Manitoba works to ban conversion therapy for LGBT youth
Province of Manitoba wants health professionals reported if they practise conversion therapy
The province is working to ban conversion therapy in Manitoba.
On Friday, Health Minister Sharon Blady announced measures to stop the practise of trying to "convert" someone's sexual orientation from gay to straight.
The practice typically targets LGBT youth.
- Conversion therapy has no place in Ontario, premier says
- New York considers gay conversion therapy ban for minors
- U.S. 'gay conversion' group shuts doors, apologizes
"It is the position of the Manitoba government that conversion therapy can have no place in the province's public health-care system," Blady said in a release. "As such, fee for service professionals should not be billing for this practice under the Manitoba Health Services Insurance Plan."
Blady said all regions are being asked to make sure no health professionals are providing conversion therapy and to encourage anyone who got the treatment from a regulated health-care professional to file a complaint.
Blady said so far, there's no evidence the practice is happening in Manitoba, but the government wants to be proactive to stop it so it "takes no foothold in this province."
Manitoba Liberal leader Rana Bokhari supported the decision, saying the party has put pressure on the NDP to ban the practise in the past.
Bokhari said the party was the first to call for the banning of conversion therapy in Manitoba.
Ontario's Premier has already spoken out against the practise, and last month, U.S. President Barack Obama called for an end to the psychiatric "therapy" treatments.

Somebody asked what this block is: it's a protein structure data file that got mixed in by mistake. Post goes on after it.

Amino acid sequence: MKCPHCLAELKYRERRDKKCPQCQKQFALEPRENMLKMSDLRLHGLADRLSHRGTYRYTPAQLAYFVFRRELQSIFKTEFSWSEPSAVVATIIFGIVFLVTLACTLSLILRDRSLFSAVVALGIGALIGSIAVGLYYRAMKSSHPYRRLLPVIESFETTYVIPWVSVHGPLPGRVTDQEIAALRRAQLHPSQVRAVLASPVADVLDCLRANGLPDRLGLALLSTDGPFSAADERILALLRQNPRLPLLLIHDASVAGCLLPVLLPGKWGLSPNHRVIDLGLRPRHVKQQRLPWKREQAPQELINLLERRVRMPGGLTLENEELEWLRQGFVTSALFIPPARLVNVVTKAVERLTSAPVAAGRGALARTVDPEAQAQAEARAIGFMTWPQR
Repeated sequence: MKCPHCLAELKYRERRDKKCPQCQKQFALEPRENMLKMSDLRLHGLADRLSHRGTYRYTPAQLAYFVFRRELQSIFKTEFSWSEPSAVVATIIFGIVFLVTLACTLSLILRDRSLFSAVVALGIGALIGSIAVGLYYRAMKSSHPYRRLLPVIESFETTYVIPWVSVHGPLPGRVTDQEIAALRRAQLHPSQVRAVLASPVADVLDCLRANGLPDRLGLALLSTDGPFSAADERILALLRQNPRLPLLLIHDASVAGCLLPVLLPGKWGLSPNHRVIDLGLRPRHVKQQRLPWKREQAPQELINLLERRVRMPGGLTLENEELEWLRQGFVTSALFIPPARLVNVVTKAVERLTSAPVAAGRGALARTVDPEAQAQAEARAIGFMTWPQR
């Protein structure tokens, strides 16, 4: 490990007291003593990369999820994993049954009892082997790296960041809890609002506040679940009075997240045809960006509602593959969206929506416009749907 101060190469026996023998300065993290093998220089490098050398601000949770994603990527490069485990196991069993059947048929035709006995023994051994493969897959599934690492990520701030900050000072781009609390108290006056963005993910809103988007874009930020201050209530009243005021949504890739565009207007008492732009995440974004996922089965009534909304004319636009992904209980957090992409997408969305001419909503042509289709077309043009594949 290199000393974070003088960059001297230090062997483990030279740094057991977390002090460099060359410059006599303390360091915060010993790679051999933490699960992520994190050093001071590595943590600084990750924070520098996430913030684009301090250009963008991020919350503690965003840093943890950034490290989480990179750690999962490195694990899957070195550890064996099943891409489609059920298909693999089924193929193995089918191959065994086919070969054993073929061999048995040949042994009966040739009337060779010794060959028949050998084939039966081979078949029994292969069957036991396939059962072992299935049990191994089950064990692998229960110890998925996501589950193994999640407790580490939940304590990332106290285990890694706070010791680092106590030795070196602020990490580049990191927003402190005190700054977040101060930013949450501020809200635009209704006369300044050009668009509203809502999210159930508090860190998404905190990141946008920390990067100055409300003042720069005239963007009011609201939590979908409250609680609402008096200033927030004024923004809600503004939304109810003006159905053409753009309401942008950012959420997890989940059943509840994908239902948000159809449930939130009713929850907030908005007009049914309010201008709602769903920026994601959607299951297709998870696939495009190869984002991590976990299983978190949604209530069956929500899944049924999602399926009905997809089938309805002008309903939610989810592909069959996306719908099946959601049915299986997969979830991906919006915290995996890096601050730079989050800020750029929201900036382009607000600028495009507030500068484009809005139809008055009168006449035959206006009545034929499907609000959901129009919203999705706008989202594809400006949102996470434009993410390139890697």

Ontario ministry abandoned conversion therapy years ago
An Ontario group says it stopped practicing conversion therapy more than a decade ago.
"There are individuals who committed years of their lives, thousands of dollars, [and] most of their spiritual, emotional, financial energy into pursuing orientation change," she said. "[The clients] were made to feel like failures when it didn't work."
Gritter says she's heard countless stories of people making every effort to change their sexual orientation for religious reasons.
"The stories are profoundly compelling. If reorientation could happen on the basis of effort, it certainly would have for these individuals who had given so much of themselves in the pursuit of what they thought was a godly outcome."
Gritter says if clients ask for conversion therapy now, they are offered counselling or other resources to help them accept themselves as they are.